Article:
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iPad: using piano and keyboards

Updated on November 28, 2011

Non - techy article!

This article will not be unduly techy, and as I am mainly a guitar player, I don't pretend to be an expert on music technology - especially as it seems to change on a weekly basis! So, all I'm trying to do here is point you in the direction of some developments in piano and keyboard technology enabled by the iPad, which you may not be aware of - and it should be basic in approach.

  • You will need an Alesis iO dock (around $180, around £140)
  • Some MIDI cables.

The iPad at home

Let's assume you have a keyboard or digital piano. You can connect your piano or keyboard to your iPad, and convert it into a recording studio - which will probably result in a lot more practice and playing time, and also a lot more fun in the process. If you have kids who are learning piano it might make all the difference in encouraging them to practice, without it even seeming as if that's what they are doing.

  • You can download the GarageBand app, which is a virtual recording studio, and use it to record and arrange music. It is very cheap - £2.99 in the UK.
  • You can download software versions of different organs and synthesisers, and also drum kits, and control the sounds and parameters from the touchscreen. Again, many of the keyboard apps are very cheap, typically less than £1 in the UK.

The problem is always in how to connect computers and piano keyboards, but this interface is now a lot easier with an Alesis iO dock.

The Alesis dock has a very well configured set of connectors, and enables you to connect the iPad to your keyboard with just a couple of MIDI leads - in the blurb it claims to "Connect all of your audio gear to the entire world of apps for iPad" and when it was demonstrated at the weekend by its proud owner it did exactly that, with no fuss and instantly. In addition, the iO dock offers a rugged protection to the iPad, which would be very reassuring on a gig - it's basically encased it in steel. The best things about the Alesis iO dock are the simplicity, and the all-in-one nature of the beast - you could connect it up with all kinds of audio, mic, and piano technology.

Alesis iO dock review and features

Upgrading your piano sounds

If you have an elderly keyboard or digital piano, the chance are that the sounds are a bit basic and old-fashioned, but by using the keyboard apps you can gain access to a whole new world of sounds and sound effects. The old keyboard is now just functioning as a controller, so the redundant sounds are no longer a problem. In fact, it may even save you a lot of cash if you were replacing the piano or keyboard you already own.

You can use the Alesis iO dock to route the audio outputs into a PA system or stereo amps, and it will also act as an interface so guitar players and bass players can use all the recording options that the keyboard player has. There are XLR mic inputs for recording vocals too.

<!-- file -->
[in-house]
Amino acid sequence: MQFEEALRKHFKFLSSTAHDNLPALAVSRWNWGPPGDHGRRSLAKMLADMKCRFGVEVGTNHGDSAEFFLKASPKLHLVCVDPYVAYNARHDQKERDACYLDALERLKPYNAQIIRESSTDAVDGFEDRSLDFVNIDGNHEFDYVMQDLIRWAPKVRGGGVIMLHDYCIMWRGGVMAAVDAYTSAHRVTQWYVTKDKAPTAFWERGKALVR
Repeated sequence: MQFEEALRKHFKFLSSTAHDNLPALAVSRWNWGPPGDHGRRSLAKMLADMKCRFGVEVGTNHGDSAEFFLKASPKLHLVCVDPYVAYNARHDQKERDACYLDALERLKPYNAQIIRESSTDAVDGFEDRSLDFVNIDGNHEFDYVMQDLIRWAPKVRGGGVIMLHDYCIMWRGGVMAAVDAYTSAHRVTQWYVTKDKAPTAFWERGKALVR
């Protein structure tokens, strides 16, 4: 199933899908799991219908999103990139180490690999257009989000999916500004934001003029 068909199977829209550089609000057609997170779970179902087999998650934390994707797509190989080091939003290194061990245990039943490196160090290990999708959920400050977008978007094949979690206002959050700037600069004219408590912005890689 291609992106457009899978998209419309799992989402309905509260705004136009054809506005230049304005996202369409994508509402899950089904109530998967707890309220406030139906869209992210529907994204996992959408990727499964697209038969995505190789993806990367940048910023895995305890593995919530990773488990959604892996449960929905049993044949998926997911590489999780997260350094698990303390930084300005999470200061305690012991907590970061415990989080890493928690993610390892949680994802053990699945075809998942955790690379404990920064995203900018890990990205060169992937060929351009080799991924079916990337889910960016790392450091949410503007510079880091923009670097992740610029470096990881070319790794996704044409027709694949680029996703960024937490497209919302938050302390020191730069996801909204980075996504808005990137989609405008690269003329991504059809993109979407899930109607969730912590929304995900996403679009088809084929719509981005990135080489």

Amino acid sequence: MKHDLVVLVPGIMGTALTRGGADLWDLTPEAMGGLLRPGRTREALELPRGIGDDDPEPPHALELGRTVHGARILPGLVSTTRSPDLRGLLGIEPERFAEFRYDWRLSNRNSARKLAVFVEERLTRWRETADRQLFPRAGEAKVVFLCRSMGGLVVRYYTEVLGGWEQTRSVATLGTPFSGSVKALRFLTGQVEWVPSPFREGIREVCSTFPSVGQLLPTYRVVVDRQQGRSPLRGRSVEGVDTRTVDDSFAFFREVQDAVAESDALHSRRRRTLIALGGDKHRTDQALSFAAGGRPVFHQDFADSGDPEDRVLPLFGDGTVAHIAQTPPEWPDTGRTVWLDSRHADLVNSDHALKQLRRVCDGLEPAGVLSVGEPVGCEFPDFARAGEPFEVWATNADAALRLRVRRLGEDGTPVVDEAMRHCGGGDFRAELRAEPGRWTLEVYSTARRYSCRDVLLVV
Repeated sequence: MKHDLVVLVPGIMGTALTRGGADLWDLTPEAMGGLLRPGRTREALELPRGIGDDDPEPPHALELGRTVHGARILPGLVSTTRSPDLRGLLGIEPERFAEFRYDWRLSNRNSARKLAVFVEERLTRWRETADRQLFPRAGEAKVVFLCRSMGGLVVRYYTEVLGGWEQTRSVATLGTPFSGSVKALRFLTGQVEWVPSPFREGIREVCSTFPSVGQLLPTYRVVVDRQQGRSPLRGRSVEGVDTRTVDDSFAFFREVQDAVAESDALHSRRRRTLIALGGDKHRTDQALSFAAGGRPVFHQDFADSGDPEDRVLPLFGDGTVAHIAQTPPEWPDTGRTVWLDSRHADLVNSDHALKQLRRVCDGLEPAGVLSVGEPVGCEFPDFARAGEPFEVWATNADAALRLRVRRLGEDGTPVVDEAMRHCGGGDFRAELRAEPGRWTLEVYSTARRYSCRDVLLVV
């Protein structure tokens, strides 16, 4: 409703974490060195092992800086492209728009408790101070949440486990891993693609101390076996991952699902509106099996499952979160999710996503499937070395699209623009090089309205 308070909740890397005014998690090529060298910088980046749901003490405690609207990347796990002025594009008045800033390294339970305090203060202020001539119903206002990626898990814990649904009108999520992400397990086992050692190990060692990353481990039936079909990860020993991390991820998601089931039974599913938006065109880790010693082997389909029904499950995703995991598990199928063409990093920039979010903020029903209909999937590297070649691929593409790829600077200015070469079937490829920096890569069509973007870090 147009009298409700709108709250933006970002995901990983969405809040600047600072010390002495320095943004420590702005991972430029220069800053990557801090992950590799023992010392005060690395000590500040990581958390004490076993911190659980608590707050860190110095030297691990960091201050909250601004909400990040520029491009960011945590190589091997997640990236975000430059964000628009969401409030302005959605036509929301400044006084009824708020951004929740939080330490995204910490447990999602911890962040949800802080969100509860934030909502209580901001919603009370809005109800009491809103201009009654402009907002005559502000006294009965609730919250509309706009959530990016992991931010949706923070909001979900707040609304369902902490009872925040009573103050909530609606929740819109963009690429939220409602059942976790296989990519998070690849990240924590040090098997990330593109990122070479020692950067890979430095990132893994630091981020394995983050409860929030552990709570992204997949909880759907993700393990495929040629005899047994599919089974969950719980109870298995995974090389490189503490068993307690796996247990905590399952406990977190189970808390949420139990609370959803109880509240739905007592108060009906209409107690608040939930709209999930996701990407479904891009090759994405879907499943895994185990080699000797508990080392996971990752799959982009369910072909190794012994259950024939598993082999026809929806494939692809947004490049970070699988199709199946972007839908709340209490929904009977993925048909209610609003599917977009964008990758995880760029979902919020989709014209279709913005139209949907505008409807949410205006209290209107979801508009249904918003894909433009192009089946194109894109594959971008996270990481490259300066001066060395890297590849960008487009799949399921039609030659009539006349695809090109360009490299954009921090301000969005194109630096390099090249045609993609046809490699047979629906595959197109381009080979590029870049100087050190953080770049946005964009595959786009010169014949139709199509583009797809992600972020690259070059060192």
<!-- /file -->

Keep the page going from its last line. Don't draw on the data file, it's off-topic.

Of course, one of the main advantages of this system is its portability. I think keyboard players will increasingly use the iPad as a sound module on live gigs.

If you don't have an iPad, most Macs will happily connect to your keyboard through MIDI cables, but you'll need a MIDI to USB connector lead to do this - an inexpensive option.

Using your iPad for music

It's now becoming quite common to see the iPad in use for live music performances. The possible uses of an iPad could include:

  • Chord charts - jazz Real Books can be easily accessed and edited for live performance - and you can replace all that sheet music with an instant access system that contains more songs than you'll ever need. As the charts are on a touchscreen, lighting is no longer a problem on dark stages.
  • Tuner apps can be used for tuning guitars and bass.
  • Keyboard sound apps can be controlled from a master keyboard, with sound effects.
  • Using the recording capabilities of the iPad, you can record a live performance with just a few extras.
  • You can also use the iPad to help you find the gig in the first place! (Using the maps function)

Practical stuff

To connect the gear just do this:

  • Put the iPad into the iO dock
  • Connect MIDI cables to the back of your keyboard
  • The other ends connect to the MIDI ports on the IO Dock. When you open up the Garageband app, it should all work!
  • You'll need headphones - or connect the audio outs to a stereo system, PA, amp etc.
  • If you have a Yamaha Clavinova or similar digital piano, you may be able to route the outputs channels of the iO dock back into the aux inputs of the piano (two RCA phono jacks) and play back the new sounds through your keyboard's internal speakers. So now the iO dock is acting as a kind of MIDI sound module.

iPad for guitar and bass

The iO dock includes a guitar-direct switch, which means that guitarists can play into the iPad and use the amp modelling and recording apps to produce music.

Using drum machine apps and GarageBand means that there is a lot of potential uses for the guitarist, and this could be seen as a kind of effects unit that also records and multitracks. Although many digital multitrack recorders are already available, this could appeal to guitarists who already own an iPad who want mobility and access to GarageBand.


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